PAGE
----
Connection Request: Friend or Foe?

Protect your digital presence by making sure you know who is really behind those connection or friend requests with these useful tips.

I just received a connection request from what looked like to be a colleague on LinkedIn and immediately I knew something didn’t seem right.

I viewed their profile and noticed that they only had one workplace experience. The title was executive admin and I’m looking at the picture thinking that I don’t recognize this face at the office. Now try not to judge me here, but “normally” (and I use air quotes here because what’s normal is constantly changing) Emma is a girls name, but the image was that have a gentleman in a suit and tie. The profile only had 4 mutual connections all with fellow and former employees and their interest was their current employer.

So like a great detective I did a bit more digging. I did a name lookup in my work’s outlook address and nothing. I then used one of my favorite tactics of all times- reverse image lookup- and wallah!

The profile pic was actually that of a CEO from a bank!  I immediately reported the account to LinkedIn, sent an InMail to the CEO of the bank and notified my mutual connections that they should remove the connections.  After all, as part of a digital community, you’ve got to look out for one another.

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It took me 2 to 3 minutes to sniff this fake account out, but why did other colleagues accept the request? Quite simply, most likely because it was a request from what looked like a colleague and all colleagues are friends right?

And this my friends is why I say you don’t have to accept every single connection/friend request and to have your guards up! We need to remember to protect our digital presence. To help, below are a few simple steps you can take to figure out if that connection is friend or foe.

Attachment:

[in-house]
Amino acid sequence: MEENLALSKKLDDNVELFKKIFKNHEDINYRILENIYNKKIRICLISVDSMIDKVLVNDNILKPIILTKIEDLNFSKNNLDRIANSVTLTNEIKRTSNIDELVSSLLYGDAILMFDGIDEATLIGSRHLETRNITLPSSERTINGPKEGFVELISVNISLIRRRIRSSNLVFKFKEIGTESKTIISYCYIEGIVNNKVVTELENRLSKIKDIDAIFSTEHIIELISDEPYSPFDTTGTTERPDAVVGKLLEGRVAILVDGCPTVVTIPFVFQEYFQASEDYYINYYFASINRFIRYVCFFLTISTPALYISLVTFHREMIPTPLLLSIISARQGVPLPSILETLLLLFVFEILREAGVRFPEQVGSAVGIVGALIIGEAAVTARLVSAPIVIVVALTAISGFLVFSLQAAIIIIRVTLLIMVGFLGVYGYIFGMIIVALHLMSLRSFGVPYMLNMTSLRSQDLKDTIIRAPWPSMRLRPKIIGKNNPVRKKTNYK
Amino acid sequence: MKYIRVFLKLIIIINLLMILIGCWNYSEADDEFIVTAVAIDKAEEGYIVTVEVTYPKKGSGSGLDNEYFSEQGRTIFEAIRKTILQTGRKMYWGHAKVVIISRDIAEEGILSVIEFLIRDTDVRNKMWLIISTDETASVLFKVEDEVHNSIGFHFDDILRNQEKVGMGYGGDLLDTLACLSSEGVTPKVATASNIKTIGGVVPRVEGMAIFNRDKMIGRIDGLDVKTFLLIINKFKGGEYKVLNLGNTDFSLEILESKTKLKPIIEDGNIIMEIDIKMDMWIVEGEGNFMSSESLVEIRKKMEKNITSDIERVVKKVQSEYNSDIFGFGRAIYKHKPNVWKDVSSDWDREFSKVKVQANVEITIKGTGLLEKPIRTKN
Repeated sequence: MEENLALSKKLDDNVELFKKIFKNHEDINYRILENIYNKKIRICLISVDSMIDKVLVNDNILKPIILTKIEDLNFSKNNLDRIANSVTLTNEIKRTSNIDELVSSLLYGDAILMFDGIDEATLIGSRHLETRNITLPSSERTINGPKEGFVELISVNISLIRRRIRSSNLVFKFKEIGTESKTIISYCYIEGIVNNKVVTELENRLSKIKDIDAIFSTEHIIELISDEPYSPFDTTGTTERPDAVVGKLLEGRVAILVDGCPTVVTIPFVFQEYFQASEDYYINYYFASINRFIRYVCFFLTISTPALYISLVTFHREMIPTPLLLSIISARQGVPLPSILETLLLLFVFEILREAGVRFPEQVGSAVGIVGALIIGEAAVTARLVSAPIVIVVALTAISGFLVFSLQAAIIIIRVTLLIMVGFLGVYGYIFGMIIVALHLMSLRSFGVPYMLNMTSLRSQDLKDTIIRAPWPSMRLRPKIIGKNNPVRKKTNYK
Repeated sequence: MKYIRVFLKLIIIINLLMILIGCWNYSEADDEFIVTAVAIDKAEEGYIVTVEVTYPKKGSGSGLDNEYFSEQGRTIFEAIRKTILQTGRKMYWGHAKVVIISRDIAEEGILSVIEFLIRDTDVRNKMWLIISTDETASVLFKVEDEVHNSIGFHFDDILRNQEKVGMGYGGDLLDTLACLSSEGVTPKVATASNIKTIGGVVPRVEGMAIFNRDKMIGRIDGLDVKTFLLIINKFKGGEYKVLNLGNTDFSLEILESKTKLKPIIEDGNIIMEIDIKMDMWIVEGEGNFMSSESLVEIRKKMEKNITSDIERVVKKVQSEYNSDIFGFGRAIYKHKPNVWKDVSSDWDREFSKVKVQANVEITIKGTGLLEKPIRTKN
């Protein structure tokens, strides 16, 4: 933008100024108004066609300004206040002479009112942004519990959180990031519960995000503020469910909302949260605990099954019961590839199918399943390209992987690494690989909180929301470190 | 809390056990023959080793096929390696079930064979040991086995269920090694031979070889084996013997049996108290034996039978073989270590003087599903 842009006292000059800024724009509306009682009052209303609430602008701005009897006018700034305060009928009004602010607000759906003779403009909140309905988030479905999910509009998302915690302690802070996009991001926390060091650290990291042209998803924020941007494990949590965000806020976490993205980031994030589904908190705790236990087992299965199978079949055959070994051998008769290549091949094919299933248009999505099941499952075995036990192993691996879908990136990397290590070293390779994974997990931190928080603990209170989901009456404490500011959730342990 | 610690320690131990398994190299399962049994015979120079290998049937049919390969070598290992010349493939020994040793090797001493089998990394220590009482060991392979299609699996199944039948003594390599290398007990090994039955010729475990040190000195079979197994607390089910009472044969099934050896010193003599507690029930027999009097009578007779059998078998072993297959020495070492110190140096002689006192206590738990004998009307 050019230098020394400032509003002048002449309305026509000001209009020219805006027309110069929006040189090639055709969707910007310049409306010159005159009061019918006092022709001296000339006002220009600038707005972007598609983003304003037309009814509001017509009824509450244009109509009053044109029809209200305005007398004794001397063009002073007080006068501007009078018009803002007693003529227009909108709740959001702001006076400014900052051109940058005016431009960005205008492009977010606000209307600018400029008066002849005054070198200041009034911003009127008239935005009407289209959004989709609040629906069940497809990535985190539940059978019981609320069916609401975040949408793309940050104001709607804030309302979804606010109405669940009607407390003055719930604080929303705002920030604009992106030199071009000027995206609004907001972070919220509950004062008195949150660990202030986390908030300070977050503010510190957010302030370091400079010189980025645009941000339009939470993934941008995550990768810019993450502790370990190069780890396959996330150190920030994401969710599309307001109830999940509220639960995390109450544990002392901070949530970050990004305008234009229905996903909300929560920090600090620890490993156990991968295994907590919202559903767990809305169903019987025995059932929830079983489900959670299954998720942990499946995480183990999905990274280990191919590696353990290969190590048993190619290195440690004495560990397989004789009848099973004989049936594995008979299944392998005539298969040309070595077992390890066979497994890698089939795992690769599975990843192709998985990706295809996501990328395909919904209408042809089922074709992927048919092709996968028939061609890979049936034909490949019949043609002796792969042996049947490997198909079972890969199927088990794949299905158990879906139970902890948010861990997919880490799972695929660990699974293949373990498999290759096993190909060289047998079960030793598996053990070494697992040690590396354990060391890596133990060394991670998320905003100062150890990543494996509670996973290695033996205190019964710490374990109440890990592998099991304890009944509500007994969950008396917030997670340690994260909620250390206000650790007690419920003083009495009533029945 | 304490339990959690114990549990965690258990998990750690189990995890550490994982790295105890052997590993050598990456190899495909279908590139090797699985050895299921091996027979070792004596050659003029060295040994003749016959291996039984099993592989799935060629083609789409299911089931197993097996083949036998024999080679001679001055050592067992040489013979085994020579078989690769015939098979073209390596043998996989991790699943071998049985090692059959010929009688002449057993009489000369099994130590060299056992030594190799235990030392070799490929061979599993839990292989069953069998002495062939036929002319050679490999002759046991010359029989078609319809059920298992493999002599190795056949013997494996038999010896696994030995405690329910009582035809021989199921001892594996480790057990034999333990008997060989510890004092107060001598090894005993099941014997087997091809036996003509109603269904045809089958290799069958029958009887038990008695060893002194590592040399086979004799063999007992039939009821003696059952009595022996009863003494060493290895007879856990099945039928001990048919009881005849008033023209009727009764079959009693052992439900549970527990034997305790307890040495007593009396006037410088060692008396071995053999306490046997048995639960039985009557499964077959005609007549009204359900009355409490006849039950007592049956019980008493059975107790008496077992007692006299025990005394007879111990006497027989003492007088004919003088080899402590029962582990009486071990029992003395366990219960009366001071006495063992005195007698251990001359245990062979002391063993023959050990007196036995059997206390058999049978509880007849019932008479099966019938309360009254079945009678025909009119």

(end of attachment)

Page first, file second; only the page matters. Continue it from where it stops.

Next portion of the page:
1. Always click to view full profile
  2. Take 10 seconds to scan the profile
  3. Take another 20 seconds and do a reverse image lookup
    1. Simply screenshot just the profile pic
    2. Upload image to Tin Eye
    3. Click on the link in the results
  4. If it’s from a colleague, take 5 seconds to look them up in your company directory

When scanning the profile here is what you want to look for:

  1. Profile pic should give you a good start at matching up face to the name, job title, and experience
    1. Not to be an ‘agist’, but if the pic is of someone a bit more mature looking and only one or two places of employment- red flag!
  2. Any posts or activity on that channel
    1. If none or really low, then be cautious
    2. If there are a lot of negative comments, then this is typically a tell-tale sign of a troll!
  3. How many connections/friends do they have?
    1. If on the low or extremely high, then it’s another indicator of a fake or spam account

In the end, in this day and age of cyber attacks and digital bullying you can never be too careful. Take the couple minutes and get to know who you are connecting with first. And take a look at my other blog ‘The Era of Social Relationships’ for additional tips on things you need to consider when building and protecting your digital presence.

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Pegah Kamal

Author: Pegah Kamal

I’ve spent the last 15 years learning everything there is to know about digital marketing – from content strategy to user digital consumption habits across the social web. By day, you can find me strategizing on how to take drive business impact via the social web, editing content ed cals, or analyzing program performance. By night, I’m typically researching my next vacation or home décor project on Pinterest or getting taken away with new Snapchat filters.

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